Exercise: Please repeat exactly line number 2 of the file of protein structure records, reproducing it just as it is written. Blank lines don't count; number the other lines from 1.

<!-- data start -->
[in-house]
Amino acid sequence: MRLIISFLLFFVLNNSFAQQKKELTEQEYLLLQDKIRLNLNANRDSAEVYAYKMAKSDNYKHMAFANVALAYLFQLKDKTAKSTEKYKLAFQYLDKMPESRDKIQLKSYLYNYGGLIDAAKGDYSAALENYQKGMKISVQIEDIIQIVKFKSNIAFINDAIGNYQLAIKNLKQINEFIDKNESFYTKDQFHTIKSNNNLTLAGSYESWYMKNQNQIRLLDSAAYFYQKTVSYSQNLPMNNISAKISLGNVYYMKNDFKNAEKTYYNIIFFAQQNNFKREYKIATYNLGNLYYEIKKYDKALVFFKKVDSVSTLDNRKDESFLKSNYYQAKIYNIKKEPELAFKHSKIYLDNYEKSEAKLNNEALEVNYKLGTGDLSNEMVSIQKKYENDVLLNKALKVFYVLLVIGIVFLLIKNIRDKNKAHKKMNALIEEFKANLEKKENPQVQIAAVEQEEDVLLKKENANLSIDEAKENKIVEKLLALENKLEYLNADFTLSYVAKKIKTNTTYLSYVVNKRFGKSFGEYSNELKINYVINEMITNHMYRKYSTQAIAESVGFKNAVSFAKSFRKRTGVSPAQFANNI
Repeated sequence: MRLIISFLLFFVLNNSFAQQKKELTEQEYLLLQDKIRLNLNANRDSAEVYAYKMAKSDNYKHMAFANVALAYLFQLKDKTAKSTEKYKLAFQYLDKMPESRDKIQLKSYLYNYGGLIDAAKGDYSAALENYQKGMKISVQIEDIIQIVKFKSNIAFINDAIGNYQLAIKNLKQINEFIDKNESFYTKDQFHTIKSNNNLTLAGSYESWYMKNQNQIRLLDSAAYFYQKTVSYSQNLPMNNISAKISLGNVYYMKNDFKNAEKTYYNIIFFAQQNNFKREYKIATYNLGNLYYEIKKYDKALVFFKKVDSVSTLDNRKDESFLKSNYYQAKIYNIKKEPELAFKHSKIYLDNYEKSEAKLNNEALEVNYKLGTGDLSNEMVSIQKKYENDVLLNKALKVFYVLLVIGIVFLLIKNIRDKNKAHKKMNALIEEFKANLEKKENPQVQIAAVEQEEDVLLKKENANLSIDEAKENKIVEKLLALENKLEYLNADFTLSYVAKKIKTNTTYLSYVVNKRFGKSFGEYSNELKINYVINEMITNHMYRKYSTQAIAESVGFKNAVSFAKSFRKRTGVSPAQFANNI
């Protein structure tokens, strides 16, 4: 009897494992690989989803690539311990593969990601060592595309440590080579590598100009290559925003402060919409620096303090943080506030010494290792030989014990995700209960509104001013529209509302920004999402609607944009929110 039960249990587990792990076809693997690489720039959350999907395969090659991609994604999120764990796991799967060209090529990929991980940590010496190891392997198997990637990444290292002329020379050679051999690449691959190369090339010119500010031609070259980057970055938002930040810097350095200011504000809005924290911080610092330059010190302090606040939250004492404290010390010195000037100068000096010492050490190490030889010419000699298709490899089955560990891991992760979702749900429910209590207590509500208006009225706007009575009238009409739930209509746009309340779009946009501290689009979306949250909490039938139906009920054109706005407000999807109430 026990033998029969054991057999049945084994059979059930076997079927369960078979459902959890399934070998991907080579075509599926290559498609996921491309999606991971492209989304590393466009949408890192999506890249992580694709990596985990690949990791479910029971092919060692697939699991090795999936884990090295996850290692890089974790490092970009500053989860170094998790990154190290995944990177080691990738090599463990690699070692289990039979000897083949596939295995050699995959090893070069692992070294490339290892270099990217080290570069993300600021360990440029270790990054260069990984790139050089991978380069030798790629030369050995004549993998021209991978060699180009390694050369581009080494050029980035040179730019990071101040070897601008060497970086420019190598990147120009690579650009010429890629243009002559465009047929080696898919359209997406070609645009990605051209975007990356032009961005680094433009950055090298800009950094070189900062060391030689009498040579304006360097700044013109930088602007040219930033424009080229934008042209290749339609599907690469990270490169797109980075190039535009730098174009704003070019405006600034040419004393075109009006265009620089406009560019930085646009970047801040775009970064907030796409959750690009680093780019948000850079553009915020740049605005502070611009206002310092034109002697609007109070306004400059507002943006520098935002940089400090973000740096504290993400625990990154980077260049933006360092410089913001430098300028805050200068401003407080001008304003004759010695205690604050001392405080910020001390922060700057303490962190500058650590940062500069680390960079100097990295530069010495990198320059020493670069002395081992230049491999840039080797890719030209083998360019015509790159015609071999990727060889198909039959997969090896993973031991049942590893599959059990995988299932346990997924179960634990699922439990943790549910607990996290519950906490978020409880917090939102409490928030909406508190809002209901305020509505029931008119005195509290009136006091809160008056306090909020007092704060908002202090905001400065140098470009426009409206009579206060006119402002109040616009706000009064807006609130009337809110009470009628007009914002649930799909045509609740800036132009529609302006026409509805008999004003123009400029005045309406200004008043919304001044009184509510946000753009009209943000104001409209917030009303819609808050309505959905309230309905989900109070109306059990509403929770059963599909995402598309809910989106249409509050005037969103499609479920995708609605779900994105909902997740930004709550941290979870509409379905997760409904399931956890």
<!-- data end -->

Amino acid sequence: MRLIISFLLFFVLNNSFAQQKKELTEQEYLLLQDKIRLNLNANRDSAEVYAYKMAKSDNYKHMAFANVALAYLFQLKDKTAKSTEKYKLAFQYLDKMPESRDKIQLKSYLYNYGGLIDAAKGDYSAALENYQKGMKISVQIEDIIQIVKFKSNIAFINDAIGNYQLAIKNLKQINEFIDKNESFYTKDQFHTIKSNNNLTLAGSYESWYMKNQNQIRLLDSAAYFYQKTVSYSQNLPMNNISAKISLGNVYYMKNDFKNAEKTYYNIIFFAQQNNFKREYKIATYNLGNLYYEIKKYDKALVFFKKVDSVSTLDNRKDESFLKSNYYQAKIYNIKKEPELAFKHSKIYLDNYEKSEAKLNNEALEVNYKLGTGDLSNEMVSIQKKYENDVLLNKALKVFYVLLVIGIVFLLIKNIRDKNKAHKKMNALIEEFKANLEKKENPQVQIAAVEQEEDVLLKKENANLSIDEAKENKIVEKLLALENKLEYLNADFTLSYVAKKIKTNTTYLSYVVNKRFGKSFGEYSNELKINYVINEMITNHMYRKYSTQAIAESVGFKNAVSFAKSFRKRTGVSPAQFANNI